Is a Sit-Stand Workstation Overrated? Exactly What Is Really Going On
Standing desk usage is on the rise in the workplace. Standing desks are popular for a variety of reasons, one of which is to counteract the negative consequences of sitting in an office for eight hours a day. Standing desks make a lot of sense if the main problem is sitting for too long. Standing desks may not be as useful as some people claim. Why are standing desks considered overrated? Many of the issues with standing desks stem from a lack of knowledge about how to use them effectively.
It's not surprising. Physical activity is beneficial, whereas sedentary living is not. Some people have taken this to its logical conclusion, claiming that sitting in general is bad for you and should be avoided, especially at work. This could be one of the reasons why some medical professionals advocate for standing workstations.
However, evidence indicates that standing workstations are overvalued as a means of improving the health and well-being of desk-bound personnel.
It is advantageous for people to have transportation and comfort options. Moving from a sitting to a standing position may aid those with back, neck, or shoulder pain, but this should not be confused with exercise.
1. The Benefits and Drawbacks of Using a Standing Desk
1.1. Advantages of Standing Desk
As with most things, there is good and bad. Although the benefits of using a standing desk may be overstated, there are compelling reasons to do so. Humans are not built to sit. Standing is beneficial for musculoskeletal disorders such as lower back discomfort. Moving from a sitting to a standing posture and back helps to relieve muscle tension, particularly in the lower back.
Sitting for long periods of time is bad for your posture. Pain in the neck, back, and shoulders can result from poor posture. It goes to reason that lowering the amount of time spent sitting at a computer will alleviate the discomfort in the aforementioned parts of the body.
Moving from a sitting to a standing position improves concentration and energy levels, which leads to increased productivity and quality.
The Drawbacks of Using a Standing Desk
UCLA Injury Prevention Program professionals investigated the benefits and drawbacks of sitting versus standing workplaces. Standing, according to the study, is not a substitute for exercise. They also discovered:
A standing desk improves an individual's posture, which can compromise wrist position and increase the risk of carpal tunnel syndrome.
Standing expends 20% more energy than sitting, putting undue strain on the circulatory system.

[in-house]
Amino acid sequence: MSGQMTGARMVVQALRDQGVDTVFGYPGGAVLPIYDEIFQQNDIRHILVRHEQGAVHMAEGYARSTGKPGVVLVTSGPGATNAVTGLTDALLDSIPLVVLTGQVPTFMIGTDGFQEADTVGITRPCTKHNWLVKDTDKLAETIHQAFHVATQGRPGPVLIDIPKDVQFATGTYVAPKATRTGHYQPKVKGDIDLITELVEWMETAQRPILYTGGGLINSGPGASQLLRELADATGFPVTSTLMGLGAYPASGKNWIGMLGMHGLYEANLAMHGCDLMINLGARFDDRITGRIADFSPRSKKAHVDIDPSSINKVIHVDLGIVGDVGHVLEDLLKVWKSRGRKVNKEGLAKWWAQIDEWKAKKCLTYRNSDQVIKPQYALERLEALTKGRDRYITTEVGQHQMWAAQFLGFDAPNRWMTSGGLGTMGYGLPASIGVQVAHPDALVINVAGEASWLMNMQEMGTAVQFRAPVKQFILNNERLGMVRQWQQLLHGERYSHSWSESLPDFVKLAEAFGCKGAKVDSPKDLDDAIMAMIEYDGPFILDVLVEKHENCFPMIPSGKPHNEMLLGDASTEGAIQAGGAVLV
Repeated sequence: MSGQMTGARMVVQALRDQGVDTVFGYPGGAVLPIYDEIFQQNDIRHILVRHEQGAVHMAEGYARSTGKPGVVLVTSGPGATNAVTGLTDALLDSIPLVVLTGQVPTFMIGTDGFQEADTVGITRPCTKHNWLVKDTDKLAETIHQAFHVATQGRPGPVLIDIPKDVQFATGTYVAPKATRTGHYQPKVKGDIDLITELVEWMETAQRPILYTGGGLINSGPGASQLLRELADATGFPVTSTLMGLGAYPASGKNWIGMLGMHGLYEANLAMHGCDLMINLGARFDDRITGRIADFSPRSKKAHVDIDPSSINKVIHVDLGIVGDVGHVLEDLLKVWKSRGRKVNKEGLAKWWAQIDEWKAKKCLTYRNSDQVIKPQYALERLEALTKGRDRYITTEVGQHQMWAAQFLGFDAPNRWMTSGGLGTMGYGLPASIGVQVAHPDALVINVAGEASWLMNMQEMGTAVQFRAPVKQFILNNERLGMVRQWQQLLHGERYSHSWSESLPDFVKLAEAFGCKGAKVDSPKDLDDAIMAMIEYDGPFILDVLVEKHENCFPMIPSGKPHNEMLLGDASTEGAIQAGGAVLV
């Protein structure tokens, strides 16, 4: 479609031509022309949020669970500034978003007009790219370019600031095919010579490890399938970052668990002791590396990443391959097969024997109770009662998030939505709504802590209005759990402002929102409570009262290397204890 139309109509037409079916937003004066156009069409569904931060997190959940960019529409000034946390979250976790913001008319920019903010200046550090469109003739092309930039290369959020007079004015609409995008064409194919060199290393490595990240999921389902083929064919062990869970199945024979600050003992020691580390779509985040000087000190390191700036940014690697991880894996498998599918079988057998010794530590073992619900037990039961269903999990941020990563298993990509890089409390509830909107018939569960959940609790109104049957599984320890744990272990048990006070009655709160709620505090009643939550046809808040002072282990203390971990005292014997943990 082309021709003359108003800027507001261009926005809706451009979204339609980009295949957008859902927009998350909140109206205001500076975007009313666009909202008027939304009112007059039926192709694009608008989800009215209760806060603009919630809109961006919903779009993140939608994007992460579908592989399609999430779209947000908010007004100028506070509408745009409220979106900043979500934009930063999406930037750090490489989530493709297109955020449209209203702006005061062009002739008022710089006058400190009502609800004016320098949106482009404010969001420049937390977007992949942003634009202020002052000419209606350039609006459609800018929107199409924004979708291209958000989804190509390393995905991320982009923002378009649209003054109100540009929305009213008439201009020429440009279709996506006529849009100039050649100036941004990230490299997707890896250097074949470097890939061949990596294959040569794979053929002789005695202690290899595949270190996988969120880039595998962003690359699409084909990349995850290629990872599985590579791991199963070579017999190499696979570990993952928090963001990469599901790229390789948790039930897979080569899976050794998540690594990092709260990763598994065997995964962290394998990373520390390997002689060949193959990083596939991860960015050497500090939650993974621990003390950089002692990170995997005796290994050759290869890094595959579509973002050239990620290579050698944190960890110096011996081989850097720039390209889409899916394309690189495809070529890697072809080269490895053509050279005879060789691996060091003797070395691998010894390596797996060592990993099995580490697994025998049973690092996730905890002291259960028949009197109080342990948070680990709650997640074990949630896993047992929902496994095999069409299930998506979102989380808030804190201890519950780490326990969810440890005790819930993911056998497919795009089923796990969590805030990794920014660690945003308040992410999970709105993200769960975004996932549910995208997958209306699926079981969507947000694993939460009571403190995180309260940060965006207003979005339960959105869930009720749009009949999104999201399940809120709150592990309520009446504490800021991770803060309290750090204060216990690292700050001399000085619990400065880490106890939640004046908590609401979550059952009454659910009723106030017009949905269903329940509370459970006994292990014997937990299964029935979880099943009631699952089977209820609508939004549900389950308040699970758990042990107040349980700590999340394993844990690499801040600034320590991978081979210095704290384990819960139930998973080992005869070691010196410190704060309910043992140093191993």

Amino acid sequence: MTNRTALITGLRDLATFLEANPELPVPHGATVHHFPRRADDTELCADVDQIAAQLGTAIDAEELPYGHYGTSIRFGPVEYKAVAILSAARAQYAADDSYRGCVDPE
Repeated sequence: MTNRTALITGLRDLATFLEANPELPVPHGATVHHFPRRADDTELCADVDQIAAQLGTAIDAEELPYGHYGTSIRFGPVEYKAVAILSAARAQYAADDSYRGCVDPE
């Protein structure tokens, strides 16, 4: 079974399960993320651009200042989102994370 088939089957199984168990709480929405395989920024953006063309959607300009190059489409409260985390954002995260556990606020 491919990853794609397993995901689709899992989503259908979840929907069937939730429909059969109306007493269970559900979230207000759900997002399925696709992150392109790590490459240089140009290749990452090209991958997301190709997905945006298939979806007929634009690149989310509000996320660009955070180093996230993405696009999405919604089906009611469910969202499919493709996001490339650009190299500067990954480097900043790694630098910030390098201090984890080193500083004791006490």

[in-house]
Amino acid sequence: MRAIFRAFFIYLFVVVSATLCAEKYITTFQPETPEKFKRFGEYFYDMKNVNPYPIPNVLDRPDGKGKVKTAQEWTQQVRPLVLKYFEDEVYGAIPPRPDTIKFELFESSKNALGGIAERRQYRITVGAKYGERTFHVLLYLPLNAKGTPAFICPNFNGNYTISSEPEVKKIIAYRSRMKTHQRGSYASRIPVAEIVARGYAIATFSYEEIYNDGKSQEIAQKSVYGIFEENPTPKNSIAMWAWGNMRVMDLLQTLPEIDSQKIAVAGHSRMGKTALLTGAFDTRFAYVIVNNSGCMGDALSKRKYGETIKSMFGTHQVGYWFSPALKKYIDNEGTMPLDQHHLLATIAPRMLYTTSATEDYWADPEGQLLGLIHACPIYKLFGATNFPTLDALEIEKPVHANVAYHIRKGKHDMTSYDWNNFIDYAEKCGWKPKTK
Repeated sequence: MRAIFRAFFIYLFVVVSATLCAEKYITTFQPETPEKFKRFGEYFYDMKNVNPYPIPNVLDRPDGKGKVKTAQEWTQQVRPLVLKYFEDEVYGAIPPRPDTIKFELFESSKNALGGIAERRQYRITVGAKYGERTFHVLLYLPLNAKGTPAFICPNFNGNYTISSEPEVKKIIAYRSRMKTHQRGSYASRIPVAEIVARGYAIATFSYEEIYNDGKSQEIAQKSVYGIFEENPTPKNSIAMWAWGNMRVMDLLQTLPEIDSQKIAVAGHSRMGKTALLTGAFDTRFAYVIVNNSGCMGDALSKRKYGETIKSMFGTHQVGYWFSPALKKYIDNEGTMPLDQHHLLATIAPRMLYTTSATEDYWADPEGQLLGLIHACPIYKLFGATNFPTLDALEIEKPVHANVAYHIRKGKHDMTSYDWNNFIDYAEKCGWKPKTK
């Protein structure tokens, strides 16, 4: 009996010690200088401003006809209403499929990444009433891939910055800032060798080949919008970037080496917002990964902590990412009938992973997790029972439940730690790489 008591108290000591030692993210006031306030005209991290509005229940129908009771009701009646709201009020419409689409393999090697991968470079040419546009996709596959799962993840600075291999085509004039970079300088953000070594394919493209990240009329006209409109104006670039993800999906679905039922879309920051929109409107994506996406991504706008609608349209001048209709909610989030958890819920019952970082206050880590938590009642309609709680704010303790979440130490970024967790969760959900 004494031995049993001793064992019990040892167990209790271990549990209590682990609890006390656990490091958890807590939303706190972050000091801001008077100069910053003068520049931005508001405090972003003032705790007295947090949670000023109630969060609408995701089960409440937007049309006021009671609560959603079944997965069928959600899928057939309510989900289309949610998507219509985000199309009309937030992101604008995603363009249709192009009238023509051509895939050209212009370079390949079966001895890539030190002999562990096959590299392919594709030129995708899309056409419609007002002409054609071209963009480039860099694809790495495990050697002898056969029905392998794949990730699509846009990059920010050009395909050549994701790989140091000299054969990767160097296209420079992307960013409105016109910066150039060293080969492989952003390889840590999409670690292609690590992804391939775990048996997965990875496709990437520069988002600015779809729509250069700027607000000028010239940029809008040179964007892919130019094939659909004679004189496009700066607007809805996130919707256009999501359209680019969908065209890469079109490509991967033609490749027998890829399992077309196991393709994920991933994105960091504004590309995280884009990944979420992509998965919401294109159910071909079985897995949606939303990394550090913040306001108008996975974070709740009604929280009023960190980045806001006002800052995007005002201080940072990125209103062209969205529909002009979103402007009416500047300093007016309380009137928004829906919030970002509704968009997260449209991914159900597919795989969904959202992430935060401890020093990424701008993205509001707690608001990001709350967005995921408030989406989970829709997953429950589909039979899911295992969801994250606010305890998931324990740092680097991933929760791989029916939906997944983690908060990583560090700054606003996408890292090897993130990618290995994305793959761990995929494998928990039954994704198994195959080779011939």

Poor posture might cause weaker abdominal muscles, which can result in a bent spine.
The study showed that combining sitting and standing throughout the day is the best option for those who spend hours in a sedentary position. The body responds best to a balance of static and dynamic activity, as well as activity and recovery. It is critical to move as well as to take safe positions. Finally, the study indicated the significance of balancing one's day.
2. Ergonomics of Standing Desks
Standing while working poses ergonomic issues. The need is similar whether standing or sitting. The computer monitor, keyboard, and mouse must all be positioned correctly. There are, however, several concerns that are particular to standing.
Although standing desks are overrated, those who operate at a sit-stand workplace should employ ergonomic strategies.
To protect your feet, utilize a padded standing mat regardless of the office floor surface.
High-heeled shoes are fashionable, but they may be very uncomfortable to wear for long periods of time. If you must wear formal shoes to meetings, keep a pair of comfy shoes for standing under your desk.
Make use of a footrest. Lifting one foot just a few inches adjust your posture just enough to protect your lower back from the potentially detrimental dynamics of standing for lengthy periods of time.
Adjusting the height of your desk is critical. If the desk is not appropriately positioned, the wrists will flex or stretch to reach the keyboard and mouse. This flexing motion can result in repetitive strain injuries. Place the standing desk in such a way that the keyboard and mouse may be operated without flexing the wrist. Place the monitor at the proper height and distance. A good rule of thumb is to keep it at arm's length. Tilt the monitor so that the bottom is closer to you than the top. The monitor's top should be somewhat lower than eye level.
Don't come to a halt. Static standing is nearly as unpleasant as sitting. The more you move, the longer you will be able to stand productively and comfortably. Although standing desks are overrated, they are not unlike many other goods that are marketed as the "end all and be all." When used correctly, a standing desk can be good to your health and productivity.